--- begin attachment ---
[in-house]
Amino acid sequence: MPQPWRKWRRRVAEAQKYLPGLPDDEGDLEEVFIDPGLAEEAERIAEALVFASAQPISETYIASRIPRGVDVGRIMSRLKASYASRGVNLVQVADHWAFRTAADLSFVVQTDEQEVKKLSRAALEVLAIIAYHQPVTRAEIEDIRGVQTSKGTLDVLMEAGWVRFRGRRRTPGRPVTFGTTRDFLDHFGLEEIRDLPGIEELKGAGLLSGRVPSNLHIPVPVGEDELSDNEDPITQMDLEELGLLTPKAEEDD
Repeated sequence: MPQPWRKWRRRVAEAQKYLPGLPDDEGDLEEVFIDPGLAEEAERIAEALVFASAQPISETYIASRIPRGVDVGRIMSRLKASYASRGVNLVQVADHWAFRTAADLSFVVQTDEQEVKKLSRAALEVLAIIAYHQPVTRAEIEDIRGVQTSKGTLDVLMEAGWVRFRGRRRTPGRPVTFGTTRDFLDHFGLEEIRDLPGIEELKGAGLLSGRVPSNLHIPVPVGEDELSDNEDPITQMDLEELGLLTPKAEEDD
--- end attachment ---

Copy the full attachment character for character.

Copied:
[in-house]
Amino acid sequence: MPQPWRKWRRRVAEAQKYLPGLPDDEGDLEEVFIDPGLAEEAERIAEALVFASAQPISETYIASRIPRGVDVGRIMSRLKASYASRGVNLVQVADHWAFRTAADLSFVVQTDEQEVKKLSRAALEVLAIIAYHQPVTRAEIEDIRGVQTSKGTLDVLMEAGWVRFRGRRRTPGRPVTFGTTRDFLDHFGLEEIRDLPGIEELKGAGLLSGRVPSNLHIPVPVGEDELSDNEDPITQMDLEELGLLTPKAEEDD
Repeated sequence: MPQPWRKWRRRVAEAQKYLPGLPDDEGDLEEVFIDPGLAEEAERIAEALVFASAQPISETYIASRIPRGVDVGRIMSRLKASYASRGVNLVQVADHWAFRTAADLSFVVQTDEQEVKKLSRAALEVLAIIAYHQPVTRAEIEDIRGVQTSKGTLDVLMEAGWVRFRGRRRTPGRPVTFGTTRDFLDHFGLEEIRDLPGIEELKGAGLLSGRVPSNLHIPVPVGEDELSDNEDPITQMDLEELGLLTPKAEEDD